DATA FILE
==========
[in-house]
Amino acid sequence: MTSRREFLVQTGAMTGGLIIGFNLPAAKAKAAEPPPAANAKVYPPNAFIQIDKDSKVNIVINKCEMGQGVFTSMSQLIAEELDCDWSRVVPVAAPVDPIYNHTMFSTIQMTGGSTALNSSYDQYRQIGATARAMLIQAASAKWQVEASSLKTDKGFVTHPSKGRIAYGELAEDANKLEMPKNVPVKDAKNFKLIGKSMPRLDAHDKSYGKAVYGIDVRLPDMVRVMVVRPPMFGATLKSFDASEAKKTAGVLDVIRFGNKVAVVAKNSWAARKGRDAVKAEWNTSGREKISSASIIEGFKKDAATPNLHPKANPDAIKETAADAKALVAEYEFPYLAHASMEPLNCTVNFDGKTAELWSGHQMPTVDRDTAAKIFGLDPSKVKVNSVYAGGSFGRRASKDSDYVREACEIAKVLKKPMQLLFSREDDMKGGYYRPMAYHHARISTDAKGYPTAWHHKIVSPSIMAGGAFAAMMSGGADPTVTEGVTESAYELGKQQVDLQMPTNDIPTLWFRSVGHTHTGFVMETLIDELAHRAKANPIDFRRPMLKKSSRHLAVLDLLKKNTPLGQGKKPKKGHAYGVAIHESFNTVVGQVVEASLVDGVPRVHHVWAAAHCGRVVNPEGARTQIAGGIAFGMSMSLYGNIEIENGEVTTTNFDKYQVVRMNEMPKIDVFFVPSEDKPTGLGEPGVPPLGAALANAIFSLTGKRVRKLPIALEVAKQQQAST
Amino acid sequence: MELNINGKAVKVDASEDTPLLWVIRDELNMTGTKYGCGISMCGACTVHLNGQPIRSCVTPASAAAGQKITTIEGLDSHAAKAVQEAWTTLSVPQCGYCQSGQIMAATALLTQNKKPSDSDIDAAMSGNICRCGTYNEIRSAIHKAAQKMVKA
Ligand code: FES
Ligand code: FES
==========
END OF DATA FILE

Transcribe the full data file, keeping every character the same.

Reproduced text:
[in-house]
Amino acid sequence: MTSRREFLVQTGAMTGGLIIGFNLPAAKAKAAEPPPAANAKVYPPNAFIQIDKDSKVNIVINKCEMGQGVFTSMSQLIAEELDCDWSRVVPVAAPVDPIYNHTMFSTIQMTGGSTALNSSYDQYRQIGATARAMLIQAASAKWQVEASSLKTDKGFVTHPSKGRIAYGELAEDANKLEMPKNVPVKDAKNFKLIGKSMPRLDAHDKSYGKAVYGIDVRLPDMVRVMVVRPPMFGATLKSFDASEAKKTAGVLDVIRFGNKVAVVAKNSWAARKGRDAVKAEWNTSGREKISSASIIEGFKKDAATPNLHPKANPDAIKETAADAKALVAEYEFPYLAHASMEPLNCTVNFDGKTAELWSGHQMPTVDRDTAAKIFGLDPSKVKVNSVYAGGSFGRRASKDSDYVREACEIAKVLKKPMQLLFSREDDMKGGYYRPMAYHHARISTDAKGYPTAWHHKIVSPSIMAGGAFAAMMSGGADPTVTEGVTESAYELGKQQVDLQMPTNDIPTLWFRSVGHTHTGFVMETLIDELAHRAKANPIDFRRPMLKKSSRHLAVLDLLKKNTPLGQGKKPKKGHAYGVAIHESFNTVVGQVVEASLVDGVPRVHHVWAAAHCGRVVNPEGARTQIAGGIAFGMSMSLYGNIEIENGEVTTTNFDKYQVVRMNEMPKIDVFFVPSEDKPTGLGEPGVPPLGAALANAIFSLTGKRVRKLPIALEVAKQQQAST
Amino acid sequence: MELNINGKAVKVDASEDTPLLWVIRDELNMTGTKYGCGISMCGACTVHLNGQPIRSCVTPASAAAGQKITTIEGLDSHAAKAVQEAWTTLSVPQCGYCQSGQIMAATALLTQNKKPSDSDIDAAMSGNICRCGTYNEIRSAIHKAAQKMVKA
Ligand code: FES
Ligand code: FES